Do successful people try really hard?

We've all heard that old aphorism that makes the claim: "Success is 90% perspiration and 10% inspiration."

Speaking from the viewpoint of a 50 year involvement in music (also known as hindsight), I'll say that, while it does reveal a faint nugget of truth, it's nowhere near universal in scope.

I'll define success as coordinating our gifts and liabilities to create a circumstance that is best suited for our personal welfare and those we'd like to help.

For most musicians, success is defined as being able to earn enough income from music alone to provide for the greatest amount of time devoted to the art. Secondary success would be a widespread appreciation for and acknowledgement of our efforts. Of course, there are many variations on that theme.

On the most disadvantaged side of the musical success equation are those who have the motivation and desire, but are so profoundly handicapped in their gifts and talents that no amount of work over any number of years is ever going to make it happen. Ironically, most of these people are totally amazing at some kind of non-glamorous profession such as home construction, car repair, running a plumbing business, and so forth. Since that's not what they want, I can't call it as success. In these cases, adapting and adjusting their hopes and dreams to their gifts could, in fact, be their best option and a kind of success in itself. No doubt, the mindset adjustment would be hard work. But in many cases, it's a more reasonable and realistic option than the "dreams and perseverance" strategy.

At the opposite end of the spectrum, we see the prodigies, who speak of their work as being relatively effortless and very rewarding. I don't think anyone quite knows where that comes from and it can't be taught or cooked up through knowledge, training or philosophy. Whatever it is, they are destined for success if they choose to use their gifts and keep themselves grounded in reasonably healthy lifestyles. Conversely, sometimes their personal lives fall apart from living in the bubble of a profound gift.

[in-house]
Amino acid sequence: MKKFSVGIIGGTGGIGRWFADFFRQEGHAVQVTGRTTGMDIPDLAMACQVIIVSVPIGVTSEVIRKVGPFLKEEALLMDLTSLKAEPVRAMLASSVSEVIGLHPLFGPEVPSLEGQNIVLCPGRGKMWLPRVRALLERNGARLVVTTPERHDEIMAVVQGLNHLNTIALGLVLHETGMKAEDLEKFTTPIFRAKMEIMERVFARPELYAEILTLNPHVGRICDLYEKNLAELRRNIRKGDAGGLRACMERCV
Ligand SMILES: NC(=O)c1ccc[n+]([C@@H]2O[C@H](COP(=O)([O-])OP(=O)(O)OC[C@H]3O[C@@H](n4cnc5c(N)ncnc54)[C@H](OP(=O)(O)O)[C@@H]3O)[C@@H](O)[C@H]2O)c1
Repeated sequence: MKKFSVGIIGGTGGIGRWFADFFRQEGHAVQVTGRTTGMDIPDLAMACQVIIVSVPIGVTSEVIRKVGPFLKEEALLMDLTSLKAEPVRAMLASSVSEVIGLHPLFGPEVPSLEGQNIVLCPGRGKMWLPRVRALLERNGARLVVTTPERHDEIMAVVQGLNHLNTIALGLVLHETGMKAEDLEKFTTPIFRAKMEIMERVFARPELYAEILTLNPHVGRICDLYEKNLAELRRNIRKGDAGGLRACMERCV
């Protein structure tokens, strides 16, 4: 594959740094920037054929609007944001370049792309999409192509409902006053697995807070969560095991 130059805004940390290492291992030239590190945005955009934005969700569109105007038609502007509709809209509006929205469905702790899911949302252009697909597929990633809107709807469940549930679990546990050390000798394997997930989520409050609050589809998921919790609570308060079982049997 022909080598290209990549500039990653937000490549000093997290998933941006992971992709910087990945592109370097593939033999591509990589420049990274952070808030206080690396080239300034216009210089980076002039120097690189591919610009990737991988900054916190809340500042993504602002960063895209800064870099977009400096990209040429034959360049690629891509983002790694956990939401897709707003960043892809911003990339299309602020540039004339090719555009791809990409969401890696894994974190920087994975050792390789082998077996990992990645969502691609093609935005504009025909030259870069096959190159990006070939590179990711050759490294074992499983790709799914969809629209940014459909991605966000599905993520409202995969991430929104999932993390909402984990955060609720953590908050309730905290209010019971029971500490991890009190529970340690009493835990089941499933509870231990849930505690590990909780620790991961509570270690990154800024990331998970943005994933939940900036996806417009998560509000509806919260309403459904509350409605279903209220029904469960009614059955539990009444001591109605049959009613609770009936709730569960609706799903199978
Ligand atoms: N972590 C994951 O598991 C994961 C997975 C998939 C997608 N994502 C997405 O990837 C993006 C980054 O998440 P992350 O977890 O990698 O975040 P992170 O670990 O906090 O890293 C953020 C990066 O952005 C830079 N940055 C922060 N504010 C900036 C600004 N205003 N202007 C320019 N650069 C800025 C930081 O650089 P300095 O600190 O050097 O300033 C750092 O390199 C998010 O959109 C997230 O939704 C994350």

Among those who are not full prodigies, most of the successful musicians I know have strong natural gifts to work from. They generally have good health, good stamina, a high perceptual capacity for musical details and abstracts, good physiology for the demands of an instrument or vocal, and inherent circumstances where time is available to develop the craft. One of the things I find interesting about stellar musicians is that they have a very high capacity to remain immersed and fascinated for very long periods of time. Time disappears and they don't get bored and are not easily distracted.

Whatever the source, their efforts are consistently producing good results. So we might ask, is this hard work or is it something more natural and transcendent, where life, love and passion flow toward ever increasing abundance?

A quick and easy answer is elusive.

If I had to answer the question as concisely as possible, I might say that an honest and thorough self assessment may be the hardest but most effective thing you can do in finding your own success.


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